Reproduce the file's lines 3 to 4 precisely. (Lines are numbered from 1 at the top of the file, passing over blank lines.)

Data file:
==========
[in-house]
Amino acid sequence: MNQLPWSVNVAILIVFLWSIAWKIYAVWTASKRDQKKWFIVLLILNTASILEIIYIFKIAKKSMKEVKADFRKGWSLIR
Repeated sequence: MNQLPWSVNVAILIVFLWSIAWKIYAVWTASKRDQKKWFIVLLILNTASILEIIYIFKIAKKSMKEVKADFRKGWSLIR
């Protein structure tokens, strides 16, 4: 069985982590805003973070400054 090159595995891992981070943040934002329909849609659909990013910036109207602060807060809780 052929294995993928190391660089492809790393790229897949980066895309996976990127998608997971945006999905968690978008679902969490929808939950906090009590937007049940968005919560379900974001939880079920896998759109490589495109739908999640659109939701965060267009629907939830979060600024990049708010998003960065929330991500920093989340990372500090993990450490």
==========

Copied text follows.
Repeated sequence: MNQLPWSVNVAILIVFLWSIAWKIYAVWTASKRDQKKWFIVLLILNTASILEIIYIFKIAKKSMKEVKADFRKGWSLIR
């Protein structure tokens, strides 16, 4: 069985982590805003973070400054 090159595995891992981070943040934002329909849609659909990013910036109207602060807060809780 052929294995993928190391660089492809790393790229897949980066895309996976990127998608997971945006999905968690978008679902969490929808939950906090009590937007049940968005919560379900974001939880079920896998759109490589495109739908999640659109939701965060267009629907939830979060600024990049708010998003960065929330991500920093989340990372500090993990450490």